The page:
P130cas extension is localized to the
periphery of the cell
The anti-cas1 was developed to
recognize the extended CasSD.
Using Trition X-100 treated
cytoskeletons, anti-Cas1 is capable
of interacting p130cas in a stretch
dependent mechanism. The
localization of the stretched
p130cas was found on the
periphery of the cells during
spreading where traction force is
thought to be elevated.
Talin: Vinculin recruitment to focal complex
upon force resistance
Using a optical trap, FN7-10 fragment
coated beads were trapped at focal
adhesions and the amount of vinculin-GFP
accumulation was monitored in the
presence of external force.
Without force the small surface area
beads (1um) were insufficient in recruiting
vinculin. Although once an external force
was applied, vinculin recruitment was
greatly enhanced to the focal complex.
How does force alter protein localization?
Talin contains cryptic binding sites for
Talin is a large protein capable of creating a physical link of the cellular cytoskeleton to the ECM
by interacting via its N-terminal FERM domain with the tail of integrin Beta1 and attachment to
actin with its C-terminal 5helical bundle.
Between the binding domains is a flexible talin rod domain consisting of 11 vinculin binding
sites, majority of which are buried within the amphipathic helical bundle.
Hypothesis: Physiological force generated across a focal adhesion results in the unfolding of the
talin rod domain exposing cryptic sites for the vinculin head domain to bind.
TR unfolding Force Assay Reveals a cryptic
protein-protein interaction domain
-A portion of the TR Domain was immobilized via a
6xHis Tag and C-terminal biotin group.
-The TR domain was mixed with the Vh domain
labeled with alexa488 under different force pulling
-The bound Vh-alexa488 was measured by single
molecule TIRF photobleaching.
TR Domain
Alpha-actinin, served as
a negative control since
it has only one surface
exposed VBS
Vh-alexa488 increases the number of bound molecules to the TR Domain upon addition
of force. Suggesting that the number of vinculin molecules bound to talin is directly
dependent on the applied force.
Bond stability under force
Applying force to protein-protein interactions has the ability to change the k
off rate, favoring an unbound state vs the bound state. This is measured
experimentally by observing a faster disassociation as force increases. This is
typical for most protein-protein interactions. These bond types are called
“Slip Bonds”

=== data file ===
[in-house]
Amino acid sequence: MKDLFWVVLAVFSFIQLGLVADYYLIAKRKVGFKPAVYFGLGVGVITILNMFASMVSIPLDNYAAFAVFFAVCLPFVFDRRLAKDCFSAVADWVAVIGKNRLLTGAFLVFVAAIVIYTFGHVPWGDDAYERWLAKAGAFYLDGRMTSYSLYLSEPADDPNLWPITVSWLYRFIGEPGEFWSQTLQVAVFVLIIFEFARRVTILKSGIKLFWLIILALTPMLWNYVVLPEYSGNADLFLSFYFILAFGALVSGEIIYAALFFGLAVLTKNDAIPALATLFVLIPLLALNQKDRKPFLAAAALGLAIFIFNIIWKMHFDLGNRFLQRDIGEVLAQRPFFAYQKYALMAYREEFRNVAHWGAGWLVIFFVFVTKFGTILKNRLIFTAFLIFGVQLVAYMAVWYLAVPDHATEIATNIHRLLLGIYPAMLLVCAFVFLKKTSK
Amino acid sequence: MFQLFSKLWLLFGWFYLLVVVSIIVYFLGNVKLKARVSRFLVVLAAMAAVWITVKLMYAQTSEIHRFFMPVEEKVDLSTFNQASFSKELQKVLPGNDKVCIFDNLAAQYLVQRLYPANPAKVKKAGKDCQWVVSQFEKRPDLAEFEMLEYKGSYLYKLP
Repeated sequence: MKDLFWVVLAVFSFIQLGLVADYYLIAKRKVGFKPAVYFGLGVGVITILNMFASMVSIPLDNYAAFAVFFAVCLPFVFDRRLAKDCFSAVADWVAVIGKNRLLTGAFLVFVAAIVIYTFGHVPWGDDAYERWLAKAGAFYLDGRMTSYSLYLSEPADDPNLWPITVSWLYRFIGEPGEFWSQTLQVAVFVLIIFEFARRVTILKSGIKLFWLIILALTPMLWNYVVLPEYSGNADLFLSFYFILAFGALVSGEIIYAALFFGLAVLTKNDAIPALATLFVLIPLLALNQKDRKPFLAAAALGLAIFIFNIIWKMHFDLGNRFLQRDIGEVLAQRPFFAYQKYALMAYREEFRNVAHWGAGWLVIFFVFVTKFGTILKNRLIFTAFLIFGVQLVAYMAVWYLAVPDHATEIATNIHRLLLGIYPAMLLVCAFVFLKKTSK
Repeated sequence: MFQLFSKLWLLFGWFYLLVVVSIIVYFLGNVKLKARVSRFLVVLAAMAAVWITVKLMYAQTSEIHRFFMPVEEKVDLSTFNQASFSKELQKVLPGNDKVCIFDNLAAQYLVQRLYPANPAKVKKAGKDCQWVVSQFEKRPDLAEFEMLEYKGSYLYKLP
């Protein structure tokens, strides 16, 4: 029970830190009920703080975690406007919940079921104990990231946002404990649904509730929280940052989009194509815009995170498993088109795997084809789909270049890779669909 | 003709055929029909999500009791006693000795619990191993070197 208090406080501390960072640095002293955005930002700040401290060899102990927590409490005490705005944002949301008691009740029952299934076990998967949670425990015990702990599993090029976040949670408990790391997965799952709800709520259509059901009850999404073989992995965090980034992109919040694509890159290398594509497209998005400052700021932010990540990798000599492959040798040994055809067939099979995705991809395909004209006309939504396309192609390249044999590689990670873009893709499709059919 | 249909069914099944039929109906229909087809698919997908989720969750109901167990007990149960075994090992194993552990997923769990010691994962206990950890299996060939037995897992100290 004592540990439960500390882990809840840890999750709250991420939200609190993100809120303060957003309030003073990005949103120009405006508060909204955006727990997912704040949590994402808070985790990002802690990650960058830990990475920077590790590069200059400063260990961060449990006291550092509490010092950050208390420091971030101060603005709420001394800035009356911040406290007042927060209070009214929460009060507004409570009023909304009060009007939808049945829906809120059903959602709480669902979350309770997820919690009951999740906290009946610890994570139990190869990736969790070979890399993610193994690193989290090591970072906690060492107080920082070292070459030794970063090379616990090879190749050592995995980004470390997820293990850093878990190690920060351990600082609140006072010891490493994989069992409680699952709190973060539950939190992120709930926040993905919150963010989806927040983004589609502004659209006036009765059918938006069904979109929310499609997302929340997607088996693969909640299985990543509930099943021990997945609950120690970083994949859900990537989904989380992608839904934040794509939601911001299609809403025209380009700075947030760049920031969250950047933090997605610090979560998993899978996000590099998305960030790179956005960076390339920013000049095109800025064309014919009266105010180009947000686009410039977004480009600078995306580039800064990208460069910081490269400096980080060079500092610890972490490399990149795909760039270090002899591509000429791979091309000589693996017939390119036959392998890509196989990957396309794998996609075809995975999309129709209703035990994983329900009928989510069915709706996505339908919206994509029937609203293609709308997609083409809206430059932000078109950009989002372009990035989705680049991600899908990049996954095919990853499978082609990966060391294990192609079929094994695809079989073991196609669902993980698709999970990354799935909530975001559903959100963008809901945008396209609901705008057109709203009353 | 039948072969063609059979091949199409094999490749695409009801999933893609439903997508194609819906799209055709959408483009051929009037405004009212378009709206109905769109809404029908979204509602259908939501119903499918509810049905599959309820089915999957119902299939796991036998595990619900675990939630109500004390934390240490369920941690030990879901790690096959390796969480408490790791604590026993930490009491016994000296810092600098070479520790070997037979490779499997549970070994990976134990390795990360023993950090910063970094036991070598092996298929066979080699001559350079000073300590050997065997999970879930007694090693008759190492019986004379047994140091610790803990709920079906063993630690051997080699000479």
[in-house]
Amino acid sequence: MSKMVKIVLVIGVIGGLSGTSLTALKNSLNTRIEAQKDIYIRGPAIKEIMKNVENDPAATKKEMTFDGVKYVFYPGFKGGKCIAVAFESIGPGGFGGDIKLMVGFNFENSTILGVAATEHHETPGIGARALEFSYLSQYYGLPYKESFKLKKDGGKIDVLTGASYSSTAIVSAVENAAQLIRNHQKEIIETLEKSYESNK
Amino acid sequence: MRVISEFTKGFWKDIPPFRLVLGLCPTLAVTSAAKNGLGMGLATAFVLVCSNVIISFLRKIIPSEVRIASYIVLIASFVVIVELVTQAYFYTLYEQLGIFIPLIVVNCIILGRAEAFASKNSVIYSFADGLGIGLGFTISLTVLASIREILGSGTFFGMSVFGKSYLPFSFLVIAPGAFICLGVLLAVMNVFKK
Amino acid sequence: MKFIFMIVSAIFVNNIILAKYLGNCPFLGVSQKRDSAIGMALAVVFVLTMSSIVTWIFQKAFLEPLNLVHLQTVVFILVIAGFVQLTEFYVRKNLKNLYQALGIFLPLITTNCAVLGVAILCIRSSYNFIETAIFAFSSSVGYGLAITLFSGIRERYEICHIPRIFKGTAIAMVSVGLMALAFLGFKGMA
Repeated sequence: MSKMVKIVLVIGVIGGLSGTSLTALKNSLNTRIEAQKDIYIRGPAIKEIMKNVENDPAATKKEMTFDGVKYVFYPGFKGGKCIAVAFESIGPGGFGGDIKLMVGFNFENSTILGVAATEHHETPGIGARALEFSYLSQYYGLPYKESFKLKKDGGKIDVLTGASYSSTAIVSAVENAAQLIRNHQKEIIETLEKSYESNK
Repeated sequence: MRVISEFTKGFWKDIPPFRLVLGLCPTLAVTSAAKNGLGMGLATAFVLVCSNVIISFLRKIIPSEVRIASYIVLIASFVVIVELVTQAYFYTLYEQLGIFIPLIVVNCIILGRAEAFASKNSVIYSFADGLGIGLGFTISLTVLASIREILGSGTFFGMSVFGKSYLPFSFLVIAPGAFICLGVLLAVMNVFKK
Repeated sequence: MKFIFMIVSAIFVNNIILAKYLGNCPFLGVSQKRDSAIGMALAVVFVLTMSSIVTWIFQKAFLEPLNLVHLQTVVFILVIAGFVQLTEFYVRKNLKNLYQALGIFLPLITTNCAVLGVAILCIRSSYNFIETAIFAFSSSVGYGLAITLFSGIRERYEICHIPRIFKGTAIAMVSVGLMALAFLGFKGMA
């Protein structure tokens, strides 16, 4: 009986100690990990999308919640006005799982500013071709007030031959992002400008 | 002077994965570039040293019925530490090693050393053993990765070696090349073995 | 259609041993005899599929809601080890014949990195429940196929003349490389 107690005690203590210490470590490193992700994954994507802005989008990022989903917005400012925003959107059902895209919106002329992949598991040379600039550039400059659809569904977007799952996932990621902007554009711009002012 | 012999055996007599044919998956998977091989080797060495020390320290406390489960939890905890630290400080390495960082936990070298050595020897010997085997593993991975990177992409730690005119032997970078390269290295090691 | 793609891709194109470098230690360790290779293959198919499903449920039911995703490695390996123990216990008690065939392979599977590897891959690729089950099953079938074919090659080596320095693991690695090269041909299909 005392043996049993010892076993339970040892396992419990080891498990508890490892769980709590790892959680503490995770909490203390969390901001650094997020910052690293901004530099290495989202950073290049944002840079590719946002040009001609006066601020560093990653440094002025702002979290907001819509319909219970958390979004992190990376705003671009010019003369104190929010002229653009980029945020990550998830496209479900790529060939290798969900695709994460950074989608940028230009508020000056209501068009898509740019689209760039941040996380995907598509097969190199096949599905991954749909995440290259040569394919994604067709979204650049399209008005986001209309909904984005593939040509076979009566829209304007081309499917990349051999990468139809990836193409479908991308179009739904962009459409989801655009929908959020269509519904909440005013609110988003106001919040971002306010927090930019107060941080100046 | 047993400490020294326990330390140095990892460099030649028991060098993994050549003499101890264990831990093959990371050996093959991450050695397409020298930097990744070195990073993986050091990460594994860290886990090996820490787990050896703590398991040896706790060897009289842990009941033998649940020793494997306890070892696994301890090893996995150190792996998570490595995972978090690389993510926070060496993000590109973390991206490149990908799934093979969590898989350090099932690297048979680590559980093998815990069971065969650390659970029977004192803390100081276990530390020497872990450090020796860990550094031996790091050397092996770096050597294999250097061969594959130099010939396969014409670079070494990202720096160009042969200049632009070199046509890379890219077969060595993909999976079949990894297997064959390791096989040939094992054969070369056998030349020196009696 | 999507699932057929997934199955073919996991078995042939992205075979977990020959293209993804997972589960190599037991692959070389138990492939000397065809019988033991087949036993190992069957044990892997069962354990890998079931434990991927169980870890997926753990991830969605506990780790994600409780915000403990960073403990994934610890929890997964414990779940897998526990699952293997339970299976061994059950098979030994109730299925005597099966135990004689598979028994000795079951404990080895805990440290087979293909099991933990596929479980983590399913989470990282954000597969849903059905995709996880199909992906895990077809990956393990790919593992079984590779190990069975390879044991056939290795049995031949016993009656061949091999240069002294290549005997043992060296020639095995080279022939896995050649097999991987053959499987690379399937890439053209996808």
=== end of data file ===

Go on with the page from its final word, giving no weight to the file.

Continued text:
Although this is not the case for all protein-protein interactions. In which
applied force does not decrease bond strength but has the ability to increase
bond strength. These types of bonds are called “Catch Bonds”
Catch Bond: Integrin Alpha5 Beta1
Using atomic force microscopy, the binding lifetimes
of FN7-10 to various forms of alpha5-beta1 were
measured under different forces in various different
divalent cation conditions.
Generating force-scan traces:
-The plate is brought into contact with the Tip (Blue)
-Immediately retracted to reduce nonspecific
adhesion (Green)
-Bond formation was allowed to form for
-The dish was slowly retracted (Red)
Binding of FN7-10 to Alpha5-Beta1 became
progressively more frequent when the cation
condition was changing from Ca2+/Mg2+ to
Mg2+/EGTA and to Mn2+.
The binding was specific, as it was abolished
by the addition of HFN7.1 (anti-FN) antibody
as well addition of free peptide.
Catch Bond in Integrin Alpha5 Beta1
Bond lifetime measurements under different
forces revealed the existence of a catch
As force increased, bond lifetimes first
decreased to a minimum, then increased to a
maximum and decreased again, exhibiting a
triphasic transition from a slip bond to a
catch bond back to a slip bond.
In the case of CA2+/Mg2+ the second slip
bond appears between the FN-alpha5beta1
protein-protein interaction. Although the
second slip bond in the Mg2+/EGTA and
Mn2+ appears to possibly occur between the
The catch bond between Fn and alpha5beta1 appears to exist in a range of 10-30pN.
Black line
Grey line
Mechanisms in which cells convert force
into a chemical signal
• Mechanosensitive Ion Channels
• Cryptic Binding Sites
– Catabolism
– Phosphorylation
– Protein-Protein interaction
• Catch Bonds